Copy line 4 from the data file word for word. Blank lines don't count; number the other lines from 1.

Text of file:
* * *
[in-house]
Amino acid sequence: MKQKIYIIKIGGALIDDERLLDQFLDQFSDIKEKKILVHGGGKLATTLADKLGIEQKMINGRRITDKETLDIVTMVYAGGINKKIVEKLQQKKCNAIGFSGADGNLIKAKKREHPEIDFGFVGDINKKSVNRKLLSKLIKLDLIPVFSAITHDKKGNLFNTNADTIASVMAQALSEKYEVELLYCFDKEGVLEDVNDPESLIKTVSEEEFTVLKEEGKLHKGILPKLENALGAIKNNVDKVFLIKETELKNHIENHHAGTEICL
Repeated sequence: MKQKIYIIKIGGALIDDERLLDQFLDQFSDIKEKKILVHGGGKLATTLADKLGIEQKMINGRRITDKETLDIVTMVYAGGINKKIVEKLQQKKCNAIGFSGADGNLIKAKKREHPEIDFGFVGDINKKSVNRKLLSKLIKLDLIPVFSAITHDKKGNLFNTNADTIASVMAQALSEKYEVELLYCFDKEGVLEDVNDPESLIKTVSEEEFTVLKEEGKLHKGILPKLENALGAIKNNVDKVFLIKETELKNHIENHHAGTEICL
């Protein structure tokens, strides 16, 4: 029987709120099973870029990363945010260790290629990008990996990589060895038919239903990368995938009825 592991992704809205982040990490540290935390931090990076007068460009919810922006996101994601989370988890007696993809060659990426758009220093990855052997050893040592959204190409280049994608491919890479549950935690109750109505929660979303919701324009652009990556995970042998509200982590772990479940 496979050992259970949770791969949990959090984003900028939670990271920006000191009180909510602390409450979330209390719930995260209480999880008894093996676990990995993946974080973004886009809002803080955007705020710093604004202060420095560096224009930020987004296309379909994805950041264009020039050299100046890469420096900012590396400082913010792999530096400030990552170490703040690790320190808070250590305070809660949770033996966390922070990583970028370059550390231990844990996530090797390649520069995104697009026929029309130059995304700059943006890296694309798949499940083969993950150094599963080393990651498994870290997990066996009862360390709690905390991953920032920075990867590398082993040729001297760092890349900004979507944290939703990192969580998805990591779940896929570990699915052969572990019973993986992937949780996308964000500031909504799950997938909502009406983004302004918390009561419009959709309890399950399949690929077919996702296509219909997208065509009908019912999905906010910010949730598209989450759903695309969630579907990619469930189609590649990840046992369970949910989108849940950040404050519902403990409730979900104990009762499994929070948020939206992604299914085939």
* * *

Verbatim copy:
């Protein structure tokens, strides 16, 4: 029987709120099973870029990363945010260790290629990008990996990589060895038919239903990368995938009825 592991992704809205982040990490540290935390931090990076007068460009919810922006996101994601989370988890007696993809060659990426758009220093990855052997050893040592959204190409280049994608491919890479549950935690109750109505929660979303919701324009652009990556995970042998509200982590772990479940 496979050992259970949770791969949990959090984003900028939670990271920006000191009180909510602390409450979330209390719930995260209480999880008894093996676990990995993946974080973004886009809002803080955007705020710093604004202060420095560096224009930020987004296309379909994805950041264009020039050299100046890469420096900012590396400082913010792999530096400030990552170490703040690790320190808070250590305070809660949770033996966390922070990583970028370059550390231990844990996530090797390649520069995104697009026929029309130059995304700059943006890296694309798949499940083969993950150094599963080393990651498994870290997990066996009862360390709690905390991953920032920075990867590398082993040729001297760092890349900004979507944290939703990192969580998805990591779940896929570990699915052969572990019973993986992937949780996308964000500031909504799950997938909502009406983004302004918390009561419009959709309890399950399949690929077919996702296509219909997208065509009908019912999905906010910010949730598209989450759903695309969630579907990619469930189609590649990840046992369970949910989108849940950040404050519902403990409730979900104990009762499994929070948020939206992604299914085939």